Museum Hours:

Saturday 10-6

Sunday 12-5

Camera Tubes

Prewar Camera Tubes

For an excellent discussion of the difference between the first two television camera tubes, the iconoscope and the image dissector, please see this article by James O'Neal. Here is the pre-1945 camera gallery.

Philips Iconoscope (1930)

Used in Philips 1930 camera

Farnsworth Image Dissector (1931)

RCA Iconoscope (1934)

Philco Iconoscope (1934)

Emitron (1936). Used in Alexandra Palace television transmission

Farnsworth 1936 Image Dissector

Used in Farnsworth 1936 camera

German "Super Iconoscope" (1936)

This camera tube was used to televise the 1936 Berlin Olympic Games. It was developed by Dr. Heimann of the Post Office Ministry in Berlin. The cathode had a life of only a few hours. Every night after use, the electron gun (in diagonal tube) was removed and a new one inserted. The tube was then evacuated for use the next day.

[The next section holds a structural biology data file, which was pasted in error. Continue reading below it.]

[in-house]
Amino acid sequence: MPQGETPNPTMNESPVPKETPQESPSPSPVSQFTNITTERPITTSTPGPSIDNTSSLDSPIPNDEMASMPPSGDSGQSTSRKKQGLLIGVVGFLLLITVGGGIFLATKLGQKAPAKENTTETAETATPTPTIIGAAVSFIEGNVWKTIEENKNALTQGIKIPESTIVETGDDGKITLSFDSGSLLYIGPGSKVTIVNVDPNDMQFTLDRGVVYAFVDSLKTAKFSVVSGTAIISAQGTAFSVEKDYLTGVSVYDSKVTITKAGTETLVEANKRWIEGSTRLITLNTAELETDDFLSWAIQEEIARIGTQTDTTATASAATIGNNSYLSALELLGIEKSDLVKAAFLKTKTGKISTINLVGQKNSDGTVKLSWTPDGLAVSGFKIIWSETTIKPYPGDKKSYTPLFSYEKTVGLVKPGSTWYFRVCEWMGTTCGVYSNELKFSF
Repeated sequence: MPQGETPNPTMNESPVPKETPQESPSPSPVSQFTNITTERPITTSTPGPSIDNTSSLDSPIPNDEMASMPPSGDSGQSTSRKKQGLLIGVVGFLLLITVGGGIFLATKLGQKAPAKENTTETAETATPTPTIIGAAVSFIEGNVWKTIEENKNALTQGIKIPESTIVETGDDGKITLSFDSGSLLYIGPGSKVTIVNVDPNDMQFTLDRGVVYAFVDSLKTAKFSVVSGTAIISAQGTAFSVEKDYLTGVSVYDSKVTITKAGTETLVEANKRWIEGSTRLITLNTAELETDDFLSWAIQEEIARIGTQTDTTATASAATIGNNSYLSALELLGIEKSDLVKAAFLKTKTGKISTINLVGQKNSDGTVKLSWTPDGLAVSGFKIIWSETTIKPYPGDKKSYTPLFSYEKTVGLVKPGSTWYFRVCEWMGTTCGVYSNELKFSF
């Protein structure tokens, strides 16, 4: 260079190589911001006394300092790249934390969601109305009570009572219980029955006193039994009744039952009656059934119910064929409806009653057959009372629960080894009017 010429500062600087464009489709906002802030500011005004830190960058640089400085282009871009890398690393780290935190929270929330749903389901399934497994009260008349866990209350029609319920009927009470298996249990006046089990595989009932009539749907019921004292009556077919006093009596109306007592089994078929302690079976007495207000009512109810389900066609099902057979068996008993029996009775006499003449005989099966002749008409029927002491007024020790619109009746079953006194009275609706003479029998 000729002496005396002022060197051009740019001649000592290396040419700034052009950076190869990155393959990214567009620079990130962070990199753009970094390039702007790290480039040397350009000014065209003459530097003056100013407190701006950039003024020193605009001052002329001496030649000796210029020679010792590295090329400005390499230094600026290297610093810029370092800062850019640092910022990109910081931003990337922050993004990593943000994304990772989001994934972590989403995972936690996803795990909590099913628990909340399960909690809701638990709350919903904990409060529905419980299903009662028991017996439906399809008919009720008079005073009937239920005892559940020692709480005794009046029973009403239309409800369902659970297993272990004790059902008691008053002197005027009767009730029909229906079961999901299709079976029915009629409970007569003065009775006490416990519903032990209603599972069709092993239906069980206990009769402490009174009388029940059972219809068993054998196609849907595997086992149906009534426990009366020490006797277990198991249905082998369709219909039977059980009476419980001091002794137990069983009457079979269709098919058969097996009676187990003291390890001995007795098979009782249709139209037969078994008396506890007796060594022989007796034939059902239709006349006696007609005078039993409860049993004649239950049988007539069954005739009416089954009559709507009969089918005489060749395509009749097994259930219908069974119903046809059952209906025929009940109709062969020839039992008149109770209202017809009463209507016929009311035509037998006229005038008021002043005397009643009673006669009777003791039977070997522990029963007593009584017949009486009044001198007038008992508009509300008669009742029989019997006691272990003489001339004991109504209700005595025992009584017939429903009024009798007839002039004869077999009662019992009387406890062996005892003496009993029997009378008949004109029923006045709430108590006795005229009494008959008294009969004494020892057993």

Courtesy of Jochen Gittel

Philco 1936 Iconoscope

Used in Philco 1936 camera

RCA 1850 Iconoscope (1938) 


Safar Telepantoscope (1935) 


RCA 1848 Iconoscope (1939). Used in RCA prewar field cameras

Specification Sheet (Courtesy of Troy Walters)

Farnsworth Image Dissector (1940)

RCA 1847 Amateur Iconoscope (1940)

RCA 1846 Iconoscope (1941)

RCA Orthiconoscope (1939)

RCA Orthicon (1943)


The Monoscope on the Reverse Time Page website



Monoscope tube made by American Television Institute students (late 30s - early 40s). Usually there is a pattern of some sort on the target (right). This tube has a slotted disk instead. Here is the schematic diagram of the transmitter and receiver used with this tube.

RCA 1698 "Pattern" Monoscope (1939). This tube has numbers and geometric shapes in it.

DuMont Phasmajector (1938)

RCA 1846 Iconoscope with monosocope pattern (1942)

Experimental RCA Monoscope (ca 1938)

National Union Monotron (1938)

RCA 1699 Monoscope (1939). This tube was custom made with the TV station's test pattern and call sign

. The museum has a pattern generator using this tube.

Here is a lesson from United Television Laboratories about this tube.